Wetlands, Ponds and Streams

Incredible habitats for a spectacular array of wildlife, wetlands are of huge environmental significance. Unfortunately, an enormous number of ponds have been lost and many of those which remain are in poor condition. To make matters worse, few rivers and streams remain unaffected by human activity.

The construction of wetlands, ponds and scrapes for wildlife requires specialist skills. I have those skills together with an excellent understanding of what native flora and fauna require to become established and then to thrive.

I am the contractor of choice to Freshwater Habitats Trust and undertake projects on their behalf which include the construction of wildlife ponds, wetlands and wetland complexes to reduce diffuse pollution from entering our streams and rivers.  I work alongside ecologists to plan wetlands projects in order to ensure that freshwater habitat creation and restoration will be beneficial to the environment.

Wetlands, ponds and streams are aesthetically pleasing features of the landscape which offer a raft of benefits for people and wildlife alike. But it is vital that these areas are correctly constructed and maintained.

I provide a competitively priced and professional service encompassing:

  • Pond, scrape and wetland design
  • Excavation & construction
  • Maintenance
  • Vegetation establishment
  • Vegetation control
  • Weed control
  • River & stream bank erosion control
  • Bank stabilization
  • Planning applications
  • Grant application
  • De-silting

I am happy to deal with the Environment Agency and local authority planning offices on your behalf. Grant funding may be available to offset a proportion of the planning and construction costs.



The importance of ponds should never be underestimated. Aesthetically pleasing and surprisingly diverse, ponds differ greatly in size and are features of a wide variety of habitats. An amazing two thirds of all native freshwater species are supported by ponds including more than 100 UK Biodiversity Action Plan (BAP) priority species. A clean and properly maintained pond is one of the most effective ways to support our native wildlife.

Pond Flora and Fauna

Ponds are particularly beneficial for invertebrates including the large red damselfly, common darter and broad-bodied chaser dragonflies together with the protected lesser silver water beetle. Pond flora varies enormously and according to the depth of the water. Deep water can be home to spiked water-milfoil, water-starwort and yellow water-lily while shallow water hosts soft rush, creeping bent, greater pond sedge and yellow iris.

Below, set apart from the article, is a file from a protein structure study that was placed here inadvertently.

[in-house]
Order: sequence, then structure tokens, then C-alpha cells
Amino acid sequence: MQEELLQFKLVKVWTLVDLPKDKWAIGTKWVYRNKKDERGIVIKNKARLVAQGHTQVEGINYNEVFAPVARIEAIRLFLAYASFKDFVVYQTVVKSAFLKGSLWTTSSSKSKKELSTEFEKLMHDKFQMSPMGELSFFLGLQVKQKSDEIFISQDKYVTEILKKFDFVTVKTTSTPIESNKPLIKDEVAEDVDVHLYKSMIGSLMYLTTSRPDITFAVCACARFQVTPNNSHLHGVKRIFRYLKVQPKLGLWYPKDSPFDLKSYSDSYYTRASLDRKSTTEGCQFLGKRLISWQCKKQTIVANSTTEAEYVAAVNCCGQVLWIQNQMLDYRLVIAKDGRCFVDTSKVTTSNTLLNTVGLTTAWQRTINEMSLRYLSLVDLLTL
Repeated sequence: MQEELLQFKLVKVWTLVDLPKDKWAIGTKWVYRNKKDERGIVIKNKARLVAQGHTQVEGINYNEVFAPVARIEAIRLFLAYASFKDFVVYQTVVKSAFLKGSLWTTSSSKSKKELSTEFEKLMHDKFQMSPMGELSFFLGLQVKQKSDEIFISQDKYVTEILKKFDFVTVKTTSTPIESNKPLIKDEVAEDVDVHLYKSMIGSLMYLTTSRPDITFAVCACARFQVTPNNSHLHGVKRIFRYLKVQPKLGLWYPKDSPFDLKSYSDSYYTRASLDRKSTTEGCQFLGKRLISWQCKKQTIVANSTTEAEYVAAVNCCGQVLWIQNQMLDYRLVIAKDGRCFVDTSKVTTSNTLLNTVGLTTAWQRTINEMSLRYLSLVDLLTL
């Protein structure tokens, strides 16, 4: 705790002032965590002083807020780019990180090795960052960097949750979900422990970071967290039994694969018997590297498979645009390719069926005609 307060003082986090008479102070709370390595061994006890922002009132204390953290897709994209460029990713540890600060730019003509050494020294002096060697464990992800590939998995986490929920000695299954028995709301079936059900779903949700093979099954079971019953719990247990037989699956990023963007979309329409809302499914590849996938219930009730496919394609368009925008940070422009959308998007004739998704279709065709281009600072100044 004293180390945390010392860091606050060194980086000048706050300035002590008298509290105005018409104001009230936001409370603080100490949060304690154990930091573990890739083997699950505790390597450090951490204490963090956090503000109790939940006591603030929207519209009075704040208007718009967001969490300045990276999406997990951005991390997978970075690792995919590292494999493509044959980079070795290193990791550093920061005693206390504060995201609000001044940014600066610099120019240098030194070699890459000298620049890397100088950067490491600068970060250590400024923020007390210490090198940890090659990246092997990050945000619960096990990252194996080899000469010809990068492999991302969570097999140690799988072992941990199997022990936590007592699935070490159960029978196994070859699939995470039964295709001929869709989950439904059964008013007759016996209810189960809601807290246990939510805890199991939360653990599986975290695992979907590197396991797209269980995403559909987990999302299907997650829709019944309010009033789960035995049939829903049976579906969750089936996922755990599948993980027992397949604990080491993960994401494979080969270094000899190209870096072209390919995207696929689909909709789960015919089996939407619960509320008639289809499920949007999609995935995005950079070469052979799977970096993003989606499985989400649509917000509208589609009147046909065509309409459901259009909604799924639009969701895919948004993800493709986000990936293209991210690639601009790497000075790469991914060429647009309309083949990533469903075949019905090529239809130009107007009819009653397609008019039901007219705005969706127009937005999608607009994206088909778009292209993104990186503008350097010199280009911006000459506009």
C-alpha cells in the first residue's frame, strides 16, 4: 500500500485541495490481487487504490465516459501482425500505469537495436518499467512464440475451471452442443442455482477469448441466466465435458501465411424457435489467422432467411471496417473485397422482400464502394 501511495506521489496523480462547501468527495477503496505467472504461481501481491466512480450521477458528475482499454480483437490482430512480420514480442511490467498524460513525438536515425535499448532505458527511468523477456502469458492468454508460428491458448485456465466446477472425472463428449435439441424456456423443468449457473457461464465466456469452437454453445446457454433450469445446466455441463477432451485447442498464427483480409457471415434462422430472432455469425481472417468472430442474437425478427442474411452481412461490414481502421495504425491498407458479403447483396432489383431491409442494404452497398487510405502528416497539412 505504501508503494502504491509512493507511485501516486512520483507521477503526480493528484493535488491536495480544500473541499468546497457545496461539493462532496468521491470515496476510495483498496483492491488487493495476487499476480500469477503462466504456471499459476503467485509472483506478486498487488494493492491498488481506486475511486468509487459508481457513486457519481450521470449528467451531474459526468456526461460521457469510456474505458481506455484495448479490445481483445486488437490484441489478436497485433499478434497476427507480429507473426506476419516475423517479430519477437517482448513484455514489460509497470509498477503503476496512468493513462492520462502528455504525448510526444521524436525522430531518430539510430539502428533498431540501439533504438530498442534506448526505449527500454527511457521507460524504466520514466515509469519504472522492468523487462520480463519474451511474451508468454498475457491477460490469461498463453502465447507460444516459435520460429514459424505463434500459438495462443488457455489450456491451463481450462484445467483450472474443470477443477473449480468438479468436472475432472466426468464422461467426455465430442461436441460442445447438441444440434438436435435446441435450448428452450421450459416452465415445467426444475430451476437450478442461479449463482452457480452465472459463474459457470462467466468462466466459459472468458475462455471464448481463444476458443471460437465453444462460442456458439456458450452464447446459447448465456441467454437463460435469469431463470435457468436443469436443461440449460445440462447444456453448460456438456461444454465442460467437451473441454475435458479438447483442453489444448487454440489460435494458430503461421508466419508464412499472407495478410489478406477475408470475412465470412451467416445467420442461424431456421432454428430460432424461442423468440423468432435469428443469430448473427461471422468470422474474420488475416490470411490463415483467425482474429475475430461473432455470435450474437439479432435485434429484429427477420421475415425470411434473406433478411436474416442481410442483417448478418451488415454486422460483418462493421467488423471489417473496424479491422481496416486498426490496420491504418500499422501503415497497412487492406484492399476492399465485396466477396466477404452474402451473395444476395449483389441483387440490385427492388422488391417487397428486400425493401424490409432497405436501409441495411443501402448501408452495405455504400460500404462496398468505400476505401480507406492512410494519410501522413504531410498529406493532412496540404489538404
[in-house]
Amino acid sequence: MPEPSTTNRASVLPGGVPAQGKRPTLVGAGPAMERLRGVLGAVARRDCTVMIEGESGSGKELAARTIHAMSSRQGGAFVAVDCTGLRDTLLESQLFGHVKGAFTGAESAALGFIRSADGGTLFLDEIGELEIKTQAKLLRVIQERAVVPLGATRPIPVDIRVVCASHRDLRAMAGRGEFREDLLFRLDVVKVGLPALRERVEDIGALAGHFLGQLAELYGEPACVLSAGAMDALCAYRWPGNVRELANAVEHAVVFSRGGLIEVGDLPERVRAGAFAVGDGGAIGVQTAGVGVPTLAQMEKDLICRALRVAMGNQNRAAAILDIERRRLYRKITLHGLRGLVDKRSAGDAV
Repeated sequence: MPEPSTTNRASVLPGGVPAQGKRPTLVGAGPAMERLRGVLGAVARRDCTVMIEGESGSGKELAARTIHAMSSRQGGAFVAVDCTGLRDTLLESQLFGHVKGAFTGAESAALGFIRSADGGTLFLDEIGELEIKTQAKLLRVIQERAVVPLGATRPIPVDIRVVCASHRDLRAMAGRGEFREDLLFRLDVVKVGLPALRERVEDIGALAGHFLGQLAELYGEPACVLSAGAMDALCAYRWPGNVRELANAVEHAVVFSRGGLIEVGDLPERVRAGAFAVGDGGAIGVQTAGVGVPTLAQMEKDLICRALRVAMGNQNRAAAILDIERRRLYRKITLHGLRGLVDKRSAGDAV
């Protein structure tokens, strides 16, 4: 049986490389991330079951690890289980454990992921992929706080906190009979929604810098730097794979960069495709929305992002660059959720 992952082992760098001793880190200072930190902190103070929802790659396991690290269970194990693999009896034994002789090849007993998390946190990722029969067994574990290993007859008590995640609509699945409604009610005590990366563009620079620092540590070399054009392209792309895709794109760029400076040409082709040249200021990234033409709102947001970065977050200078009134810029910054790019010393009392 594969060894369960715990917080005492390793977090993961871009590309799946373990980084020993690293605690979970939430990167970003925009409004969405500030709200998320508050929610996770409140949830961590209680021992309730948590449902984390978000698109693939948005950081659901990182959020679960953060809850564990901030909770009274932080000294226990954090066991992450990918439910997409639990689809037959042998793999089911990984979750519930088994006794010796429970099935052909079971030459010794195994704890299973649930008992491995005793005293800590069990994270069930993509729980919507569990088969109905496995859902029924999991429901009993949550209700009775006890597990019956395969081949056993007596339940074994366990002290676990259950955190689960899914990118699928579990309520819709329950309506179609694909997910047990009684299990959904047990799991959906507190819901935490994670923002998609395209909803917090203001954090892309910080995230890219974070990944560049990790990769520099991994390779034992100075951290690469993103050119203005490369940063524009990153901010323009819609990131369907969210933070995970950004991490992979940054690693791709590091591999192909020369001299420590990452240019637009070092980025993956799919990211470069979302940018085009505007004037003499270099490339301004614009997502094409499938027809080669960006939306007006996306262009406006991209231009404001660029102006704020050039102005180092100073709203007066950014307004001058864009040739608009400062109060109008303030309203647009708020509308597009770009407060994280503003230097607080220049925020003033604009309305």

Amphibians, including the protected great crested newt, prosper in ponds which may also provide a valuable habitat for water voles, grass snakes and bats. Water birds such as ducks, swans and moorhens rely on ponds for both feeding and nesting. Wading birds search in the margins for invertebrates to eat. Ponds also provide crucial corridors between disparate habitats enabling different species to move freely across the countryside.

Why are ponds threatened?

Research shows that a frightening 80% of wildlife ponds in this country are in poor condition and we have lost half a million ponds over the last hundred years. The loss of the ponds and the poor condition of those which remain has had a devastating effect on wildlife. Ponds have been lost to urbanisation, agricultural practices including drainage and in-filling and also poor management.

Could your land play an important role in restoring these crucial features to our landscape? I would love to be involved in creating and maintaining an attractive and environmentally beneficial pond for you to enjoy and one which will enable wildlife to prosper.

Rivers and Streams

Our watercourses provide food and shelter for wildlife including invertebrates, birds, small mammals and aquatic species. Lowland rivers and streams are nutrient rich and can support an exceptional variety of species because diversity increases as the flow of the water slows. These lowland watercourses are home to a wide variety of fauna and course fish including chub, dace and roach. The fish attract otters, herons and other predatory species. The most stable habitats also host white-clawed crayfish and even river mussel. Wet meadows along the river banks are important habitats for wading birds and wild flowers.

Human Intervention

Rivers and streams provide water supplies and recreational opportunities for people and are often crucial flood defences. Sadly, few have been immune to the negative effects of human intervention. Canalisation and the removal of trees has resulted in bank erosion. Pollution has devastated wildlife and construction projects have changed water flows. The introduction of invasive plant species and animals has also impacted our rivers and streams.

Flood Plains

Agricultural practices and urbanisation have seriously impacted flood plains. During floods, water and sediment move to the flood plains and deliver nutrients which are vital for the ecosystem in these areas. This process also purifies the rivers’ water. In addition, the plains help to regulate water volumes and provide the rivers with carbon via organic matter which is vital for sustaining plants, animals and microorganisms.

Dynamic Features

Rivers and streams are dynamic and will respond to any changes in water flow, sediment supply and channel form by altering their size and shape. These changes may extend far downstream from where they originate. This process leads to habitat loss and, unfortunately, new channel profiles have often been retained. It is vital that we work with nature and restore channel features and the biodiversity which has been lost. Otherwise both nature and our communities will suffer.